Interviewer & Text: Daya Kingston | Camera: Hemananth.B & P. Ganesh Babu
As director Vikram K Kumar’s horror thriller Yaavarum Nalam gets ready to hit the silver screens and the nail biting suspense gets stronger, we caught up with the director. Having learnt the craft from one of India’s finest directors – Priyadarshan, the expectations from Vikram are quite high. Vikram has won a National Award for his short film ‘Silent Scream’ and also introduced actress Shriya in his debut film Ishtam in Telugu. This was followed by the Tamil film Alai starring Simbhu.

The bi-lingual Yaavarum Nalam (Tamil) or 13B (Hindi) revolves around the happenings in a house that bears the number 13B, a number that horrifies the superstitious. Interestingly every 13th the team is reported to have faced problems while shooting. Certainly spooky indeed! The camera is handled by ace cinematographer P.C. Sreeram and was shot primarily in a spectacular multi-storied apartment set created for the film, so we are in for a visual treat too. This is a bi-lingual and is titled 13B in Hindi. The cast consists of Madhavan, Neetu Chandra besides Saranya and Poonam Dhillon who play the mothers in Tamil and Hindi respectively.

Your first Tamil film Alai was a romantic one but now you are doing a horror thriller Yaavarum Nalam. How did you find the transition?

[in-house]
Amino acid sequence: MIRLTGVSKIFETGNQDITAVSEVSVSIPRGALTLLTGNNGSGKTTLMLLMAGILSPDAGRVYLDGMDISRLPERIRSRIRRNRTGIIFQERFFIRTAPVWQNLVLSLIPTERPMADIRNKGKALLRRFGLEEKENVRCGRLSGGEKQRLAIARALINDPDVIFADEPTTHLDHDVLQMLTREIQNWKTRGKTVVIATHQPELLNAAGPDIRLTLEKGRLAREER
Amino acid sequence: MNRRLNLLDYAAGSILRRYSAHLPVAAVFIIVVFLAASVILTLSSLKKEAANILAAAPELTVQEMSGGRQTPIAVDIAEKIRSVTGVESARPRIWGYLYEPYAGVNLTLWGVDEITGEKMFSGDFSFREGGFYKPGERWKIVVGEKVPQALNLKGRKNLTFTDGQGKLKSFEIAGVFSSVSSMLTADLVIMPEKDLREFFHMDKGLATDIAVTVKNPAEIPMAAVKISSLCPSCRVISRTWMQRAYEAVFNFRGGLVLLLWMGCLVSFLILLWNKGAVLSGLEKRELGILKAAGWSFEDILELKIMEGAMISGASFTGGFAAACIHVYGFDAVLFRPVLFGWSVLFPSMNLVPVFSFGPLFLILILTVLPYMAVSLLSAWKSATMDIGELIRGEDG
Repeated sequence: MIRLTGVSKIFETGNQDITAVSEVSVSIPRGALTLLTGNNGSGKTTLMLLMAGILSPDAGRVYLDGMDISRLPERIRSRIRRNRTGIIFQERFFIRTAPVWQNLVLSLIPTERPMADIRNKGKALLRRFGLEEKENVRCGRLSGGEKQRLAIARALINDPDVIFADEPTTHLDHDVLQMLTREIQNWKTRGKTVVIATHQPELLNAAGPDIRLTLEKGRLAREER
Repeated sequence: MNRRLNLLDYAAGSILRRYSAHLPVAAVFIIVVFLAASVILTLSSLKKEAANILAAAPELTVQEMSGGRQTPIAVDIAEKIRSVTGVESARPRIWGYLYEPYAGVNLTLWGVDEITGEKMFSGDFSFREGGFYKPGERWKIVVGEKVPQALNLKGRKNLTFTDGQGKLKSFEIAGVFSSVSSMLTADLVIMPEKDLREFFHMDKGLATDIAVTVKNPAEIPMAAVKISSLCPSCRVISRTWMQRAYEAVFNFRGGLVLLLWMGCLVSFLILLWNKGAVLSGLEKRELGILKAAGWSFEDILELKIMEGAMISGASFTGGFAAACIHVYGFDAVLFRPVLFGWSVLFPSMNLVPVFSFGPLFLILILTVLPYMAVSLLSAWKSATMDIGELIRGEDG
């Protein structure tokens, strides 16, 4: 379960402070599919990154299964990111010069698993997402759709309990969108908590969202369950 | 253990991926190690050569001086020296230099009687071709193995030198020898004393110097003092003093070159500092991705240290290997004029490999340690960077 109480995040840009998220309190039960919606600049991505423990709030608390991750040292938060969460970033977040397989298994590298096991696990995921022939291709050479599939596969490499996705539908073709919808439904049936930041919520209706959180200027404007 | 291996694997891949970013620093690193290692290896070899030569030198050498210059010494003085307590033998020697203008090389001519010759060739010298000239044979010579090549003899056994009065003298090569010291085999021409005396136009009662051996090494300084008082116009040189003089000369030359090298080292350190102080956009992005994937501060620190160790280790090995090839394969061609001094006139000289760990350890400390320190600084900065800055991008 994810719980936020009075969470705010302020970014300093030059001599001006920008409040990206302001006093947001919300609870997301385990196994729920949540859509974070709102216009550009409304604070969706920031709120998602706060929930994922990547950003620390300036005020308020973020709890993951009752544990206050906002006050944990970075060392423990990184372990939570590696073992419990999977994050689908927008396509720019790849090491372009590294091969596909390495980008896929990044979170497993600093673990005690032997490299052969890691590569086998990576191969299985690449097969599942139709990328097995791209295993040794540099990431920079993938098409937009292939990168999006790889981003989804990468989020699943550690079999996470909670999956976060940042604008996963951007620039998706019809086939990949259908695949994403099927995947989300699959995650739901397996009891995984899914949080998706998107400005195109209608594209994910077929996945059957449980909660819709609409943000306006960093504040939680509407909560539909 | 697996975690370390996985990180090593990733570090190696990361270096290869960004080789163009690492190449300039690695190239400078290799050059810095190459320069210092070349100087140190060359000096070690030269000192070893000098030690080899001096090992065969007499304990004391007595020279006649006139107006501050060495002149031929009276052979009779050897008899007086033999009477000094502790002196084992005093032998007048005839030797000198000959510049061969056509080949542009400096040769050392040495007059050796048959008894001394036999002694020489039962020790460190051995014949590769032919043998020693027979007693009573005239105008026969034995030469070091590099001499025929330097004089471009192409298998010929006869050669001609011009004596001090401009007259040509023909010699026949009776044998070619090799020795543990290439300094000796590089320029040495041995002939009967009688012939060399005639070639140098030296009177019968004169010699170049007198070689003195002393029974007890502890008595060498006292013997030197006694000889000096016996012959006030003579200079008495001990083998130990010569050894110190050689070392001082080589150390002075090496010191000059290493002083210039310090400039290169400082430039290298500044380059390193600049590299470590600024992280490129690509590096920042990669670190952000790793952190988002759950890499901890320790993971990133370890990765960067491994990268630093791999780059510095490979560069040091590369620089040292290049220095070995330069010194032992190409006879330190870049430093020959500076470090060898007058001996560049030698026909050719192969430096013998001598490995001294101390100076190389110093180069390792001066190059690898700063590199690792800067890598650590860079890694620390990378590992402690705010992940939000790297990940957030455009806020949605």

Vikram K Kumar: I did not make a deliberate effort to write a horror thriller. I was working on various ideas and came across this one. The script took six months to write and when it was completed, it shaped into this genre. I just wanted to tell a good story and when I translated this idea on screen, it turned out to be in the horror genre. The film has come out very well. This was the best story I had at that point in time.


is my


What was the inspiration behind Yaavarum Nalam?

The main protagonist here is the TV. The TV is the hero of my film and the story is based on my observations in the last two years. Whenever I visited my hometown in Kerala and met my mother, I found the people at home enjoying serials. I could not disturb them while they were watching a serial. In fact, I would get my food only after the serials were over. Their world revolved around TV programs. In a film script, you relate to the character only for three hours. However, in a serial the association with the character is on a daily basis and they become part of the family

as you relate to their joys and sorrows. And another thing, if you look at the TV as a product, every home appliance has a basic duty like say for an A/C it’s cooling, but for a TV its main focus is to play with our emotions, to make us laugh, cry, think, believe etc. I can sit before it and see the bottom of the Pacific and the top of the Himalayas. It’s the most amazing machine. When the TV first came in, every street had just one TV and everyone would come to one house as a community to watch it. Then every house had its own TV and people watched it in their own homes. It brought the family together and later it split the family as each had his or her own agenda. The same thing which brought them together split them into separate rooms. They stopped interacting with each other. There are a lot of things you can say about the TV but I did not want to be preachy. This is a fictional entertainer, a scary film but does not look at whether the TV is good or bad. I guarantee you that it will be engrossing and with unexpected twists and turns.